Sun, sand, surf -- and roadworks
Blisteringly hot weather continued in the very Far North last week, which for many people meant indulging in sun, sand, surf — and roadworks on the Awanui Straight.
With the highway reduced to one lane, under stop/go control, queues stretched almost the entire length of the 6km straight at times, but would have been longer had some locals not opted for the long way round via Gill Rd.
The NZTA’s Northland system manager, Jacqui Hori-Hoult, said the agency was taking advantage of warmer, drier weather, and would continue to do so over the next few months, to accelerate its state highway maintenance programme in Northland.
Before Christmas crews completed 133km of resealing in the region, with another 97km scheduled before the end of summer.
“Road users will notice a lot of road works, but there’s no better time to complete the work,” Ms Hori-Hoult said.
“Warm temperatures and dry air help the new seal stick to the existing surface more effectively. Pot holes, cracks and slippery surfaces that have lost their skid resistance affect every road user by increasing the risk of crashes. Maintaining surfaces can help keep our communities and visitors safe on the highways.”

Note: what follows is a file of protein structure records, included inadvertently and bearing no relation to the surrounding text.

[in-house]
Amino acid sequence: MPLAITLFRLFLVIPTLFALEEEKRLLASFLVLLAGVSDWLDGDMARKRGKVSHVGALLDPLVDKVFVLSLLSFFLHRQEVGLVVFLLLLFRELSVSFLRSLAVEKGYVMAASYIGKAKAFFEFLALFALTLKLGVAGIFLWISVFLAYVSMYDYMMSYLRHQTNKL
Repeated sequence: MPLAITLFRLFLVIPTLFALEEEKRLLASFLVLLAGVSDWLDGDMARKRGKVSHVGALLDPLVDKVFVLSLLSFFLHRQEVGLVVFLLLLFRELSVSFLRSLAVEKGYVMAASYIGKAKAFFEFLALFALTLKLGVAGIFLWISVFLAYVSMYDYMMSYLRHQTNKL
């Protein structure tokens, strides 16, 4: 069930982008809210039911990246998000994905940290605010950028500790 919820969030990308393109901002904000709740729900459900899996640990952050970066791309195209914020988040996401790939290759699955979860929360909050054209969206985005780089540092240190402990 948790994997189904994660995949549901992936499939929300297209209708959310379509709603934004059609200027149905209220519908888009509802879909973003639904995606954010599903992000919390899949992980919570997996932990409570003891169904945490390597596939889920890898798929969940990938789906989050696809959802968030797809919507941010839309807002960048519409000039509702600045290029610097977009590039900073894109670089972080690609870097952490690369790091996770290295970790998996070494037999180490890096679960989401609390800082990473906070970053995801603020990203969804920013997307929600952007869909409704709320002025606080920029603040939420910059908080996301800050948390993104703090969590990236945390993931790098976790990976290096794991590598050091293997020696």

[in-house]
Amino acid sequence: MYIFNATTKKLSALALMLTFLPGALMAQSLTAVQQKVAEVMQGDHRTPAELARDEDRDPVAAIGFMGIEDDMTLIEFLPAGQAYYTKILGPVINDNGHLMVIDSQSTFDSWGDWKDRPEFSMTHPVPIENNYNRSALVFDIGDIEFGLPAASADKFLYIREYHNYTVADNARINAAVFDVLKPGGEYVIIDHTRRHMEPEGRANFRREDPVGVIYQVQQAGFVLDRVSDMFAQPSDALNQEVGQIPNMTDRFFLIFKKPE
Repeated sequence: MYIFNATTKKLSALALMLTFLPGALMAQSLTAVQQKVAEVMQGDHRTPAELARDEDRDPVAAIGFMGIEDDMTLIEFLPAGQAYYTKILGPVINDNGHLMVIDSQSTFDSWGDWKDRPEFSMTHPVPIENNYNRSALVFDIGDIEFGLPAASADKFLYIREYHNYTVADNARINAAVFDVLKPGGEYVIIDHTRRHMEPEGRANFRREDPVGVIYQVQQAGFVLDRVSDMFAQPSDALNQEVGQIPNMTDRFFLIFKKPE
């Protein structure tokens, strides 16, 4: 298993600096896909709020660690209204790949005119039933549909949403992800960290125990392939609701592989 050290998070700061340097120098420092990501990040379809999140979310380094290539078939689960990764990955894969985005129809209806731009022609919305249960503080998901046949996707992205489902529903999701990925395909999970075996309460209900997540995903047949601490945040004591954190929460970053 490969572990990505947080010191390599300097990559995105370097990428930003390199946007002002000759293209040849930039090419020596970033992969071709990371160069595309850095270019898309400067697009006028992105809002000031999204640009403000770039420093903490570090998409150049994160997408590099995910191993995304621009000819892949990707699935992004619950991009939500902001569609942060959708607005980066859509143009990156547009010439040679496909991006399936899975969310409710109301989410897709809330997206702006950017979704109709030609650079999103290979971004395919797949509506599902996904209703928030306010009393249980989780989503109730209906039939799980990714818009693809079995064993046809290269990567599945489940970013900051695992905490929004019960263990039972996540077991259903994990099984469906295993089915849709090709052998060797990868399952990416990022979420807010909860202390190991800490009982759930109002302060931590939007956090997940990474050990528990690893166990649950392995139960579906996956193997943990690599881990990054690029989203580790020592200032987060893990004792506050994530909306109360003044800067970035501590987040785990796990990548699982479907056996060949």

Much of the work in this month would be done in the north, between Awanui and Kaikohe and across to Paihia, including the Awanui Straight and to just south of Mangamuka Bridge, the northernmost stretch of SH15 (Te Pua Rd, between SH1 and SH12), and on SH11 (Puketona Rd, between Puketona Junction and Haruru Falls).
At the end of January the focus would shift to the southern side of the Brynderwyns, where road closures and night works were planned.
Ms Hori-Hoult said everything possible was being done to reduce disruption, but it was important that motorists were patient and observed speed limits.
“We’re making the roads better for everyone, but we need motorists to plan ahead and allow extra time for their journeys,” she said.
“Speed restrictions are there to protect both drivers and our workers. They also help protect windscreens and vehicle surfaces, which can be damaged when people drive too fast and flick up loose chips.
“Even if there is no surface work happening on site, we ask that drivers keep their speeds down to let the new surface settle, otherwise it can get ripped up, and we’ll need to start all over again.”
The queue on the Awanui Straight, as seen from the hill near Kaitaia airport, on Tuesday afternoon. Traffic was backed up 2.5km from the Collard Tavern, on the northern edge of Kaitaia, to just north of Brott Rd.